The transit system said it recognizes that there are still late-night workers who rely on public transportation, and in response the agency said it is doubling an after-hours subsidy program that provides Lyft service to help overnight workers get to and from jobs. From 11 p.m. to 5 a.m. Mondays through Thursdays and from 1 to 7 a.m. Fridays and Saturdays, Metro customers with registered SmarTrip cards will receive a subsidy of $6 per ride, up from $3.
“We know that the system closing times still leave some gaps, particularly for employees whose shifts start or end during the time that Metro service isn’t operating,” Metro spokesman Dan Stessel said. “While the earlier closing times are necessary to undertake the massive cleaning effort that occurs nightly across hundreds of rail cars and buses, Metro is stepping up its support of overnight workers by doubling the subsidy.”
Metro said it remains on track to reopen the Silver Line and all stations west of Ballston, which have been closed since Memorial Day weekend for platform replacements or testing to connect the yet-to-be-opened Silver Line extension to Dulles International Airport. Six stations are scheduled to reopen Aug. 16, while Vienna, Dunn Loring and East Falls Church stations are slated to come back online around Labor Day, Metro said.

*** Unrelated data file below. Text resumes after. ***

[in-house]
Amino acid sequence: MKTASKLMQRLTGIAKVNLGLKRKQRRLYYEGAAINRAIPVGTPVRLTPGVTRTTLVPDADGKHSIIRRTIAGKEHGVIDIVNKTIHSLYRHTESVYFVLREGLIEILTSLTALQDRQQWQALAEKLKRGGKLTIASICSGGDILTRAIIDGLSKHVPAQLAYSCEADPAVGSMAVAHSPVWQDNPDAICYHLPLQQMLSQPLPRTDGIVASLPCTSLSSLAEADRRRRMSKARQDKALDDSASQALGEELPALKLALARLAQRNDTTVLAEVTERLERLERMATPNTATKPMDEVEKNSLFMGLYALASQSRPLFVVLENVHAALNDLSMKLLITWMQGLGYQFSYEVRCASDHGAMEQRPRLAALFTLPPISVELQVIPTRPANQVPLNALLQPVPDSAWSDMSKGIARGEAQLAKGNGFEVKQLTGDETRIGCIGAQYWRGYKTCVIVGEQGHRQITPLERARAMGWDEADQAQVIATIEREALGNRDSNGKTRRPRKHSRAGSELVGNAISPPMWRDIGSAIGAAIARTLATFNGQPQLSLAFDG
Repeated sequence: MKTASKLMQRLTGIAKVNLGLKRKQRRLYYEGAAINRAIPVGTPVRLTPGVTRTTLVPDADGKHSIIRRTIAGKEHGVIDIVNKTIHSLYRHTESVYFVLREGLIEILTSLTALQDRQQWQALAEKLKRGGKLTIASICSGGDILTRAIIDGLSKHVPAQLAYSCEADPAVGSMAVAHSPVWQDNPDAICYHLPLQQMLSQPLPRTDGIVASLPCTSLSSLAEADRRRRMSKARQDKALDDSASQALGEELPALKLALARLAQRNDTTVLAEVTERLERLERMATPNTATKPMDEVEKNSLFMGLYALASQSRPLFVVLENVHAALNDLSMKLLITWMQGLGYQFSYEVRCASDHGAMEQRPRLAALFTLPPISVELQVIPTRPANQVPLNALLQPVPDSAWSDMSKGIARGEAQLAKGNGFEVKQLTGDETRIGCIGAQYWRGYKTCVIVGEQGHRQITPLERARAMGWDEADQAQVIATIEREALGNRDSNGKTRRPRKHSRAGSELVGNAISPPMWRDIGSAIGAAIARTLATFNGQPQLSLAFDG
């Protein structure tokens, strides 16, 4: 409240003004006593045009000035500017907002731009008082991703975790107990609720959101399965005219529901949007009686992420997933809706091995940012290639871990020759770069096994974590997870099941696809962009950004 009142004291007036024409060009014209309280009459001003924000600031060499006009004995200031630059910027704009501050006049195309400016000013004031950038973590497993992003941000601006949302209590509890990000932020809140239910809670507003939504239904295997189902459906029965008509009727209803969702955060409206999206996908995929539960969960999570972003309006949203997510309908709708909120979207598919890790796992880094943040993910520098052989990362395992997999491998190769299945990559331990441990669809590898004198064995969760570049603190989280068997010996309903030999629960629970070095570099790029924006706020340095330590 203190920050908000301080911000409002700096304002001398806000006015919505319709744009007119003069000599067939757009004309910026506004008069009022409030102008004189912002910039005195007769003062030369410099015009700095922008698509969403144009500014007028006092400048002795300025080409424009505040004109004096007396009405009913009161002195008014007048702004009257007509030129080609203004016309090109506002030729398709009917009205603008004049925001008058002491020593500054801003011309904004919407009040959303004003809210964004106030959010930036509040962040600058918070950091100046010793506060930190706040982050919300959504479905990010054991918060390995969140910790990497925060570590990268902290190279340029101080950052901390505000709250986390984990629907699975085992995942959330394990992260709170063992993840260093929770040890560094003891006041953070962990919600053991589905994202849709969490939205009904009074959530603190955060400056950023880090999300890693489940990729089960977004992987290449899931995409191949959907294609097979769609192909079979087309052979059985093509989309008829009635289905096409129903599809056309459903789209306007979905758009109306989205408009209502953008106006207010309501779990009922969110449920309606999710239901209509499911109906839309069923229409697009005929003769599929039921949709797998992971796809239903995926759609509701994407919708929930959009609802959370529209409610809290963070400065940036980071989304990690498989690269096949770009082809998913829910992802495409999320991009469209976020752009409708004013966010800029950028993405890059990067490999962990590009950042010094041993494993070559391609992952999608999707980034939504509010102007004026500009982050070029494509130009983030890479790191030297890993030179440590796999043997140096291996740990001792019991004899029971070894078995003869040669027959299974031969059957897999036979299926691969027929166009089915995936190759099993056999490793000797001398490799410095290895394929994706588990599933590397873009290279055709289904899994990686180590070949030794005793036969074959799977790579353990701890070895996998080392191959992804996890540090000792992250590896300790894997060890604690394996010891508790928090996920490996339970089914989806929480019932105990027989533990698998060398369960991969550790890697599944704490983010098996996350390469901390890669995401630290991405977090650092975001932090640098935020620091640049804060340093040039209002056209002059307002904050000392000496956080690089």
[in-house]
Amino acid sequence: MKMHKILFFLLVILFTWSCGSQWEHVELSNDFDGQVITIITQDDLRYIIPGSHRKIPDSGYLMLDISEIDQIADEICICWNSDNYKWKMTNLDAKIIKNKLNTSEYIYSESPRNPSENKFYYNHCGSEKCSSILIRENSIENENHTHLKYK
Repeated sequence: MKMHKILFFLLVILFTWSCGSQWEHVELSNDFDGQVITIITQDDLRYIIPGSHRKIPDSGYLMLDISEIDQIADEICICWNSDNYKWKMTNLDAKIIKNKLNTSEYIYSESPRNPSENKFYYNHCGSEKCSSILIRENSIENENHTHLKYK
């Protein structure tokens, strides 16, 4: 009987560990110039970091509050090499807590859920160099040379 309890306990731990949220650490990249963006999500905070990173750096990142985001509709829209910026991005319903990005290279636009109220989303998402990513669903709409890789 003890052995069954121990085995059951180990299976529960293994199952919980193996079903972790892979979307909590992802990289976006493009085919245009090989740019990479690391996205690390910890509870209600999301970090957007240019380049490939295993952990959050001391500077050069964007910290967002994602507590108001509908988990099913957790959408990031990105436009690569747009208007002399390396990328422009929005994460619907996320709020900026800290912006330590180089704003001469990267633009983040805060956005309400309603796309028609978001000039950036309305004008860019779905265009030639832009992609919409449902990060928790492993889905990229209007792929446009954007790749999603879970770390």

One thing not coming back: Metro’s Rush Hour Promise, a money-back guarantee anytime a Metro commute is delayed by 10 minutes or more during peak hours, Metro said. While the federal Cares Act coronavirus relief legislation is helping to fill budget shortfalls, Metro continues to lose money at fare boxes while it braces for subsidy cuts from local governments also struggling because of reduced tax revenue. The transit agency said the guarantee was a cut officials had to make.
“The program was suspended indefinitely as Metro began reducing service to protect public health, and now, given the budget challenges faced by all of our funding jurisdictions, there are no immediate plans to restore the program, as we think about how every dollar is spent,” Stessel said.